Anxious. My body shakes. It feels like fierce little things are running, running, running inside me. My mind races. It finds a thought, any thought, and grabs at it, tears at it, tears it apart. All of this is fed by a low hum of dread.
But this isn’t my first rodeo.
And, by now, this old cowboy has mad skills.
I take my time. Hold onto a little love and empathy. Focus on my breath. Scan through my body. Notice my thoughts. It’s not pleasant. It takes grit, but it works. It always works eventually.
My body steadies. Thoughts space out a little. The dread is still there so this cowboy steps into the enclosure and speaks directly to it.
You don’t need to be scared. You have a wife you love and healthy and happy children. Parents and extended family are well. You have friends, a safe home and the opportunity to write. You have nothing to fear. There’s nothing to –
I stop in my tracks. There’s something else in this enclosure with me.
I take a few steps, feel dirt under my feet. I hit against something that doesn’t yield to my hard fought skills. It’s as solid as a brick wall and just as real. It won’t be negotiated away by a bit of meditation or a relaxation technique.
You see, I was wrong.
There is something to fear.
But this isn’t anxiety. Anxiety makes my world smaller. What I’m face to face with now, expands my world. Because it’s bigger than me, bigger than any of us on our own.
I’m not alone. This is the biggest rodeo in town. We’re all here in the enclosure together. It’s right there in front of us. Waiting on our response.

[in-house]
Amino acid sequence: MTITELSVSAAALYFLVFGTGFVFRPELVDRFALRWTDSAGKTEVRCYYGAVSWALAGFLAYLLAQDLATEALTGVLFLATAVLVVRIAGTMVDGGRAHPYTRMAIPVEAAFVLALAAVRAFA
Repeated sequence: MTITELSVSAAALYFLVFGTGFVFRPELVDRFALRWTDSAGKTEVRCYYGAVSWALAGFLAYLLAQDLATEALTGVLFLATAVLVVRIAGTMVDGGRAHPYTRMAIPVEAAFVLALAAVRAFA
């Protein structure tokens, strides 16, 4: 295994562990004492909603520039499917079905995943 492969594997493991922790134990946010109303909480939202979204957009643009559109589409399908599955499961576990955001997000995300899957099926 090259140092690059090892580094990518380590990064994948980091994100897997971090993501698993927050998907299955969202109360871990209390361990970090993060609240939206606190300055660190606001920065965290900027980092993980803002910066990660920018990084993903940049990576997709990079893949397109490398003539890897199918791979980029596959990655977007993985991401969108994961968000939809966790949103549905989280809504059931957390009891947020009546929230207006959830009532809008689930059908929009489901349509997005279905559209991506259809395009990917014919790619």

We can’t deny it. We can’t distract ourselves from it anymore.
So what are we going to do?
“That is the course we are speeding so blithely along—to more than four degrees Celsius of warming by the year 2100. According to some estimates, that would mean that whole regions of Africa and Australia and the United States, parts of South America north of Patagonia, and Asia south of Siberia would be rendered uninhabitable by direct heat, desertification, and flooding. Certainly it would make them inhospitable, and many more regions besides. This is our itinerary, our baseline. Which means that, if the planet was brought to the brink of climate catastrophe within the lifetime of a single generation, the responsibility to avoid it belongs with a single generation, too. We all also know that second lifetime. It is ours.”
Excerpt from The Uninhabitable Earth by David Wallace-Wells
Image credits: Rodeo image by Skeez and earth image by PIRO4D . Both sourced from Pixabay
I like this idea of using the emotions that climate change evoke to spur action. I just read a Guardian article that says ‘to tackle the climate and extinction crisis we also need to give ourselves permission to grieve, personally and collectively..’ https://www.theguardian.com/commentisfree/2019/may/09/i-have-felt-hopelessness-over-climate-change-here-is-how-we-move-past-the-immense-grief
Yeah. Totally makes sense. Wallace Well’s argues for focusing on the major risks to shock and wake people up rather than just focusing on hope as campaigners often have.